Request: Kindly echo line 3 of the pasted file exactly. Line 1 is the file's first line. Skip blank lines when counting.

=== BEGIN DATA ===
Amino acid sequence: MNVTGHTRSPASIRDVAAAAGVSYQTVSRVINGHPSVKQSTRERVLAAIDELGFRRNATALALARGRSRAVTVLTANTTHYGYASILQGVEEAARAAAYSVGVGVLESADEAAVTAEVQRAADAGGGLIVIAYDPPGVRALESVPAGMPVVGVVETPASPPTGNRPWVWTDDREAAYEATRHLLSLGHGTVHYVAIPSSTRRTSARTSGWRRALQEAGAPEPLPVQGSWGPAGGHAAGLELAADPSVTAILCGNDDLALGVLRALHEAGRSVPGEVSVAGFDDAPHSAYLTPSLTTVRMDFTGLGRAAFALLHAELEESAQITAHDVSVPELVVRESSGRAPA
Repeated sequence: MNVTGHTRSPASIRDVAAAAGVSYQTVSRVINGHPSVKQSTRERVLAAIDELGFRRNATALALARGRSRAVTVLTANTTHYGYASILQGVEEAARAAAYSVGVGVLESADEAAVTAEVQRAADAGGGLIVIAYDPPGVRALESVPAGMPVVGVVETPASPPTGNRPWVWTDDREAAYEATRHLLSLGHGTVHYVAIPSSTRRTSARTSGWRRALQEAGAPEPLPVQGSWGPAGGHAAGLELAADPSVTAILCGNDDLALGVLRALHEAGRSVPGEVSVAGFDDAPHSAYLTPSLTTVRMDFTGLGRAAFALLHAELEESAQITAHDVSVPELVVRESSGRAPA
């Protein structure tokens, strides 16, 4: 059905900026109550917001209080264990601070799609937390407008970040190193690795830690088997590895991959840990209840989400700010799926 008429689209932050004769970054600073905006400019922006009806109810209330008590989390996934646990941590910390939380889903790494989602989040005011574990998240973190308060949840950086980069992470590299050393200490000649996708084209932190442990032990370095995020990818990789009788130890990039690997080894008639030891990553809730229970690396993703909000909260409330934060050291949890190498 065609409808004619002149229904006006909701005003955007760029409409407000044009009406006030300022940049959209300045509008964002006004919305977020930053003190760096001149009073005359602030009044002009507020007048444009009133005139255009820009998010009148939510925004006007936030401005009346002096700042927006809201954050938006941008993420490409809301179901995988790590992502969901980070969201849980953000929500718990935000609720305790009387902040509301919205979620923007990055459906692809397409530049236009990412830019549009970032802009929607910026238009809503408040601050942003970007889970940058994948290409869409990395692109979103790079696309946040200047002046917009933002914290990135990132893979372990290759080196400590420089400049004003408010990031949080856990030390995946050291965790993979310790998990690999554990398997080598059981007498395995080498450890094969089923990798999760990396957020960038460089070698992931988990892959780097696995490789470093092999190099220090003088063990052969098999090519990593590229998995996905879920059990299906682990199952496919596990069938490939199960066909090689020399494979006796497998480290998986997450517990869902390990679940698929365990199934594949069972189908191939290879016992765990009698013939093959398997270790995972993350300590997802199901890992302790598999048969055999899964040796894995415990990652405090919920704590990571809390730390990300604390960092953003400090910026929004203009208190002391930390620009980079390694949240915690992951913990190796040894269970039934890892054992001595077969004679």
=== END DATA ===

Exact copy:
């Protein structure tokens, strides 16, 4: 059905900026109550917001209080264990601070799609937390407008970040190193690795830690088997590895991959840990209840989400700010799926 008429689209932050004769970054600073905006400019922006009806109810209330008590989390996934646990941590910390939380889903790494989602989040005011574990998240973190308060949840950086980069992470590299050393200490000649996708084209932190442990032990370095995020990818990789009788130890990039690997080894008639030891990553809730229970690396993703909000909260409330934060050291949890190498 065609409808004619002149229904006006909701005003955007760029409409407000044009009406006030300022940049959209300045509008964002006004919305977020930053003190760096001149009073005359602030009044002009507020007048444009009133005139255009820009998010009148939510925004006007936030401005009346002096700042927006809201954050938006941008993420490409809301179901995988790590992502969901980070969201849980953000929500718990935000609720305790009387902040509301919205979620923007990055459906692809397409530049236009990412830019549009970032802009929607910026238009809503408040601050942003970007889970940058994948290409869409990395692109979103790079696309946040200047002046917009933002914290990135990132893979372990290759080196400590420089400049004003408010990031949080856990030390995946050291965790993979310790998990690999554990398997080598059981007498395995080498450890094969089923990798999760990396957020960038460089070698992931988990892959780097696995490789470093092999190099220090003088063990052969098999090519990593590229998995996905879920059990299906682990199952496919596990069938490939199960066909090689020399494979006796497998480290998986997450517990869902390990679940698929365990199934594949069972189908191939290879016992765990009698013939093959398997270790995972993350300590997802199901890992302790598999048969055999899964040796894995415990990652405090919920704590990571809390730390990300604390960092953003400090910026929004203009208190002391930390620009980079390694949240915690992951913990190796040894269970039934890892054992001595077969004679």